We are about to begin our pre-Shabbat dancing and with it our first Shabbat of Session IB. Today started off under brilliant blue skies, and by 1:00pm an awesome rain storm moved through, sending us all into our tents and shelters for almost two hours.  As the sun tries to break through the afternoon clouds, we are frantically trying to shower and change in the much shortened period we have to get ready for Shabbat.

This has been another exciting week on the chava [ranch], full of goodbyes, hellos, and welcomes.  We said lehitraot [goodbye] to our Session 1A chalutzim [campers/pioneers] and greeted a new batch of chalutzim for Session 1B. As has become tradition, our new chalutzim were greeted by a tunnel of staff and chalutzim as they streamed off the bus, initiated by some of our oldest, our Bogrim chalutzim.

The week began with camp-wide tfillot [prayers] with Rabbi Marc Soloway, our scholar-in-residence for the first two weeks and a Rabbi in Boulder CO.  He led in the style of his mentor, Reb Zalman Schachter Shalomi ז’’ל (may his memory be for a blessing). Reb Zalman was an iconic figure in the Boulder and world-wide Jewish communities and will be missed.  Rabbi Marc spoke about his impact in the world of Jewish spirituality and used his original prayer translations to help augment our service.

In addition to the 1B chalutzim that came on Tuesday, we welcomed children with special needs to camp in our Amitzimedah! The Amitzimchalutzim have participated in activities alongside their typically-developing friends.  While Amitzim is not new to us in Colorado, the level of integration we are doing this summer is new to us, and thus far has been a terrific success.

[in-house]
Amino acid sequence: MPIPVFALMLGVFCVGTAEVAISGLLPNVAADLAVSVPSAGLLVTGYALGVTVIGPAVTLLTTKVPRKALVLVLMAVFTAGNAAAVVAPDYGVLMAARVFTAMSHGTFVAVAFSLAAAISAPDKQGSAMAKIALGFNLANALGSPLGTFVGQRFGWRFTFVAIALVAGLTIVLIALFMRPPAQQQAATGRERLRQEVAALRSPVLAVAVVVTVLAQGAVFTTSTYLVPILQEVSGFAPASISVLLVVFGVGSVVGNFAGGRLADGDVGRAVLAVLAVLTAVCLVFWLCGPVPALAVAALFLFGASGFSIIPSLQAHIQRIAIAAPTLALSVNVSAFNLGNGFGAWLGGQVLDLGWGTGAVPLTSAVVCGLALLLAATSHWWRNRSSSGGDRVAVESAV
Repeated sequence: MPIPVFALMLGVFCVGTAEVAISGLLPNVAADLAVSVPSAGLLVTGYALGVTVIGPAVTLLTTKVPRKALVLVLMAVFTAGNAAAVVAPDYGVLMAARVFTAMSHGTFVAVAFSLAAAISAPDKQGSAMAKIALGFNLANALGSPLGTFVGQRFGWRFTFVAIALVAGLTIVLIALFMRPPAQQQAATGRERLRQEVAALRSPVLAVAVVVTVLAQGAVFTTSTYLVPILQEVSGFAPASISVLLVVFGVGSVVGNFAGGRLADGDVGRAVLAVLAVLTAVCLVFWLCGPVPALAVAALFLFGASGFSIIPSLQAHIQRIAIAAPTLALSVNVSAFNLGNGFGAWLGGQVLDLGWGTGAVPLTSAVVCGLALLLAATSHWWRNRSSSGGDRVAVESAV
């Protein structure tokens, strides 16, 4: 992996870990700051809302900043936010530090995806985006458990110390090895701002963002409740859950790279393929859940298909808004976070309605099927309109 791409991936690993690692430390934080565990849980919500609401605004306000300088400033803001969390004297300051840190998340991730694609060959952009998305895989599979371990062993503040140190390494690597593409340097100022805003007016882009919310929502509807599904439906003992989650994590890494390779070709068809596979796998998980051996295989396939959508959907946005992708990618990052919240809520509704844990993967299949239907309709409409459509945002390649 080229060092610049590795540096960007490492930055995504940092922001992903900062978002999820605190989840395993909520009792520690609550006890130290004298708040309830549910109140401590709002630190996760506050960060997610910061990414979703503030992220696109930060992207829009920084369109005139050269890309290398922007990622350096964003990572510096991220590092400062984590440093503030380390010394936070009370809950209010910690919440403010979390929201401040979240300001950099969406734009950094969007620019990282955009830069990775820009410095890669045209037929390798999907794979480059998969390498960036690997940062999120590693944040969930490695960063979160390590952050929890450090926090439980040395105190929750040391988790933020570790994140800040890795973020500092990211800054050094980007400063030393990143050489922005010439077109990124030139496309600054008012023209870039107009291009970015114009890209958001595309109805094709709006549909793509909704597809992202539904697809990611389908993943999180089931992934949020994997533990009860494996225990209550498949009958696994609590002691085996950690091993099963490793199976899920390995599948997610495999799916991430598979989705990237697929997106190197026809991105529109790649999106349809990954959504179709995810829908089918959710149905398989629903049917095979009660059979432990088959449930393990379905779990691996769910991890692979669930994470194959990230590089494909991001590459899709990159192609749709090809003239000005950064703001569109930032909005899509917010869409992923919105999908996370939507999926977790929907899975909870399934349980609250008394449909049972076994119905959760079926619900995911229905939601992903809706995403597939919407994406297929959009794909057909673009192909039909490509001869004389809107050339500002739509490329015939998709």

This session we also began a new chug [elective] for our older campers—salsa dancing. Gabi Wasserman, who most people here know as a winning triathlete, is also an excellent salsa dancer.  This chug, started as an experiment earlier in the week with our Bogrim and Sollelimchalutzim, has become a raging success and reached capacity.  The chalutzim are learning all the basic steps and routines of salsa dancing and livening up the dining hall during the day.

We have also continued running our usual programs.  Throughout the week, chalutzim could be found biking our roads and single tracks, riding horses on the trails, climbing both on the slab and on the bouldering wall, and just having fun hanging out around their tents during free time.  Additionally, our Jewish Outdoor Leadership Institute (JOLI) chalutzim have started working with the various edot in Shmirat HaGuf [morning warm-ups/ Protecting the Body], and other leadership opportunities throughout camp.  It’s really incredible to watch these 11th and 12th graders learn the ropes of being dugma’ot [role models] for the camp.  We hope that these incredible chalutzim will join us on tzevet in the future!